Among the many concerns that interested parties have surfaced about a potential ball rollback for elite golfers is the notion that players might be faced with a scenario in which they have to jump between two different ball constructions.
As it looks now, beginning in 2026 at least half the men’s majors — the U.S. Open and Open Championship — will require entrants to use a ball that adheres to new testing protocol that would, in effect, mean players will lose anywhere from eight to 15 yards off their driver distance, and maybe more than that. There’s a better than decent chance that the Masters will also adopt the new local rule, in which case it seems unlikely that the PGA of America would go rogue and make its major — the PGA Championship — the only of the four to permit a hotter ball.
The PGA Tour’s tea leaves are harder to read. Of active Tour pros who so far have publicly voiced their opinions about the forthcoming rule, which the governing bodies announced Tuesday, a hefty majority have clamored against it. PGA Tour commissioner Jay Monahan and his fellow tribal elders aren’t obligated to bend to their players’ will, but if we have learned anything in the LIV era, the top players now have more juice than ever. If they don’t want to play a slower ball, they might just get their way.
So, yes, the prospect of the world’s best players having to master two differently engineered balls, each with its own unique launch, spin and flight characteristics, isn’t beyond the realm of possibility.
It is unprecedented, though?
Alas, it is not!
In fact, it wasn’t all that long ago that many elite pros not only played two different balls but willingly chose to do so. That’s because for much of the 20th century, the R&A and USGA couldn’t agree on a regulation ball size. Up until 1973, when American golfers hopped over the pond to play in the Open Championship — or when they entered any other international competition for that matter — they had the option to play a ball that was 1.62 inches in diameter, which was .06 inches smaller than balls permitted for play in the United States by the USGA.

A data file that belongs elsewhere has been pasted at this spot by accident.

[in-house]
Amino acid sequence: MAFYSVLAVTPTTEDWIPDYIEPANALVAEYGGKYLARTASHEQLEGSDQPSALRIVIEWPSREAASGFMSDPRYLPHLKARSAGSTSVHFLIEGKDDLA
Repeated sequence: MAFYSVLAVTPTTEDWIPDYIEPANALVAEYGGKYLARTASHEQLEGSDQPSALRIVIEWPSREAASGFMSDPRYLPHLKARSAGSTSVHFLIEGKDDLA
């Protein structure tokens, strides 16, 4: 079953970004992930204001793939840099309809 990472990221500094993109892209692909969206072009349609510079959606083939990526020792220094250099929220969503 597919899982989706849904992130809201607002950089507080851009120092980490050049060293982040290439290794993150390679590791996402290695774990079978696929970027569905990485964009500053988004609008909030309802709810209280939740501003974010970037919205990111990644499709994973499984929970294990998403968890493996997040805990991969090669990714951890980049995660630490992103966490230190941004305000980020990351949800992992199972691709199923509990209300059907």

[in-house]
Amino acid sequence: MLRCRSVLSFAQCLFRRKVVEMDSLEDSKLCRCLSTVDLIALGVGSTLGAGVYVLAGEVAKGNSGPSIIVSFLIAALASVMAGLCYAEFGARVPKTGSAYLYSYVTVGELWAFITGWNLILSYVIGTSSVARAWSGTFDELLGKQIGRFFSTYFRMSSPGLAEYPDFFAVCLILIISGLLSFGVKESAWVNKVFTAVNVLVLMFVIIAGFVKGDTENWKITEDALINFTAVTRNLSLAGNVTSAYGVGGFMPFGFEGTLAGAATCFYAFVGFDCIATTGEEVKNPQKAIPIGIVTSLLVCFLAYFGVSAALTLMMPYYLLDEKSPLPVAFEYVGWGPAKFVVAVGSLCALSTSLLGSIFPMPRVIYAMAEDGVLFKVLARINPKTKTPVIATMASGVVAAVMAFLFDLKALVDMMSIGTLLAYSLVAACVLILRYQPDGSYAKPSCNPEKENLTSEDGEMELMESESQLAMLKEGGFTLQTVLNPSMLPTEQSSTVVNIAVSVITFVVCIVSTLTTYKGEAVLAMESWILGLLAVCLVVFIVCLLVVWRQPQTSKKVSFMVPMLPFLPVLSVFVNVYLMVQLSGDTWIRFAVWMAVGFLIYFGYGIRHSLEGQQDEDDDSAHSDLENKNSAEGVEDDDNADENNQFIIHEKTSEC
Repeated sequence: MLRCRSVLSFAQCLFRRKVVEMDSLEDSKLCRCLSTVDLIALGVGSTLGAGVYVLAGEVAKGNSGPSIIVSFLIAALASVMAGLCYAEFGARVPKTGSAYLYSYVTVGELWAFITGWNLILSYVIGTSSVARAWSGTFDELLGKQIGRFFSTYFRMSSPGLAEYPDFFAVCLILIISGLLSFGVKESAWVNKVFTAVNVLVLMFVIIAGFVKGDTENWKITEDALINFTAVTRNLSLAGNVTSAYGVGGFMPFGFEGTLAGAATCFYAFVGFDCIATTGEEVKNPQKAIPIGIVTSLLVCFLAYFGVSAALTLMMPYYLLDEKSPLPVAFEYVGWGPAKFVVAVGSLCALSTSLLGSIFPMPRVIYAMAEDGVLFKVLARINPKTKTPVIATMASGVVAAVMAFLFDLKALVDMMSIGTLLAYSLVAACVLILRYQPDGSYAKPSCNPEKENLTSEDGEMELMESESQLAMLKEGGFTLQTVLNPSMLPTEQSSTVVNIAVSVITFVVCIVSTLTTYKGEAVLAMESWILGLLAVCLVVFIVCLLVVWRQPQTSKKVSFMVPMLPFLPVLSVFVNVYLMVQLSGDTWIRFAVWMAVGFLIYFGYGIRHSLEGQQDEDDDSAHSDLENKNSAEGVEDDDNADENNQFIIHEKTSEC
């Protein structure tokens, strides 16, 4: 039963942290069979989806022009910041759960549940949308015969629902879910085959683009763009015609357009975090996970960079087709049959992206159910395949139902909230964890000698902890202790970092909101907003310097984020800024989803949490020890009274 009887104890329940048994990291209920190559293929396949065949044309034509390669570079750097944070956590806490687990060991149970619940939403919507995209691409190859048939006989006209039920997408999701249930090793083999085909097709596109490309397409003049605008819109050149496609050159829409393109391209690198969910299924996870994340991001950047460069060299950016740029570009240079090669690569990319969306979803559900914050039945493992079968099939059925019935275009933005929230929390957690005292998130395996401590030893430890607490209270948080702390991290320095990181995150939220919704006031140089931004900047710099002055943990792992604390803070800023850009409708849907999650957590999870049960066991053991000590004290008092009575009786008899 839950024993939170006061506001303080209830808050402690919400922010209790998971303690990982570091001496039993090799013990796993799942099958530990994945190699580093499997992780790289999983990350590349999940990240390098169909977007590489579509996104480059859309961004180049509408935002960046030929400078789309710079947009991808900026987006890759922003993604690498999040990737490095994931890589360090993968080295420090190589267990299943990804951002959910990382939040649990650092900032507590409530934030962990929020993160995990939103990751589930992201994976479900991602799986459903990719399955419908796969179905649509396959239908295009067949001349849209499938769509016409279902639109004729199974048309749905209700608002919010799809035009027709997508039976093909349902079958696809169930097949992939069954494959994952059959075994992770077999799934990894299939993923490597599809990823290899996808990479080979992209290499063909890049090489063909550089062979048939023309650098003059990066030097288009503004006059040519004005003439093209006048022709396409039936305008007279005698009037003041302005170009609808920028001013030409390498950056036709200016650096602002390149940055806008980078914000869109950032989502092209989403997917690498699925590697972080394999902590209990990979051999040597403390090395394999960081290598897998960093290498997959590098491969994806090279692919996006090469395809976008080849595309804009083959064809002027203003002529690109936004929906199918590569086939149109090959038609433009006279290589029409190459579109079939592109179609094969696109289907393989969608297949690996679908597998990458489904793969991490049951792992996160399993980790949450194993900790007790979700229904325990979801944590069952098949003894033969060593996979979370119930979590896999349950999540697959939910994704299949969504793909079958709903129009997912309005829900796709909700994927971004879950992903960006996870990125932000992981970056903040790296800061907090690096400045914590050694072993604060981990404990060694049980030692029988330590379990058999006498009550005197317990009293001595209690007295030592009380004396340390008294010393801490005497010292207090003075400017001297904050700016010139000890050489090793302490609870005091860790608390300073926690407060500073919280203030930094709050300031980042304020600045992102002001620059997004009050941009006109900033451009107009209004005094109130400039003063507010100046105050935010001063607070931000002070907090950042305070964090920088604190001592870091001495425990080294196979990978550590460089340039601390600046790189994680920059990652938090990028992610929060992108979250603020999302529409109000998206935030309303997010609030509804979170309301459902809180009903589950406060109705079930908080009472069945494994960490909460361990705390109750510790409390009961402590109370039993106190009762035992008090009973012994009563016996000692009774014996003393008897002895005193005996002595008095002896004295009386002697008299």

That tiny fraction might not sound like a difference-maker, but it was. When playing overseas, most American players leapt at the chance to game the small ball.
Ben Hogan opted to play a 1.62″ Titleist at the 1953 Open Championship at Carnoustie — and won by four. Later that year at the Ryder Cup at Wentworth, in England, U.S. captain Cary Middlecoff made the decision for his whole team to play 1.62” balls. “The smaller ball will help us on the long narrow fairways,” Middlecoff said, according to a report in the New York Times. “But it’s harder for us to handle on the approach. That’s why we’ll be doing lots of work from 150 yards before we tee off against the British Friday.”
The strategy paid off. On Saturday, the Americans beat the Brits, 6.5 to 5.5.
The greatest golfer of all time was also a fan of the smaller balls. Here’s Jack Nicklaus speaking on the eve of the small-ball-approved 1971 World Cup of Golf, which was played at PGA National Golf Club, in Palm Beach Gardens, Fla.:
“Any time you have the choice, it’s silly to play the big ball. The small ball is so much easier to play because it goes farther and straighter. The big ball is tougher to play and requires more skill. That’s why the British have been producing better golfers recently.”
By this point, Nicklaus was well attuned to the advantages of playing a smaller ball. In the run-up to the World Cup, Nicklaus had made an Australia tour, where he won twice with the 1.62” ball. His excellent, small-ball aided play continued at PGA National, where he and his partner, Lee Trevino, won the 72-hole stroke-play team event by a whopping eight strokes.
The following season, in 1972, Nicklaus went right back to work with the larger ball, picking up seven PGA Tour titles, including two majors. Oh, and he also finished runner-up at the Open Championship playing with…yep, a smaller ball.
Recalling Nicklaus’ two-ball conquests is not to suggest that should top pros and amateurs have to toggle between two balls come 2026 that there wouldn’t be a learning curve — of course there would be — but if history is any guide perhaps the acclimation wouldn’t be as jarring as some players fear.
Earlier this week Tour winner Michael Kim railed on Twitter against the proposed ball rule, saying, in part, “The pros have to most likely come up with a completely new set of clubs to match that new ball. The companies will also have to do new testing on their current clubs to make sure it’ll all match with their clubs. Just A LOT of R&D coming up for every golf ball company. They aren’t going to just make the 1992 Pro v1.”
Kim is right about that. They’ll make something even better — a ball that will lack the pop of today’s orbs, yes, but have no less feel or workability.
Rest assured, some of the game’s best minds have already been hard at work on producing just such a technology.
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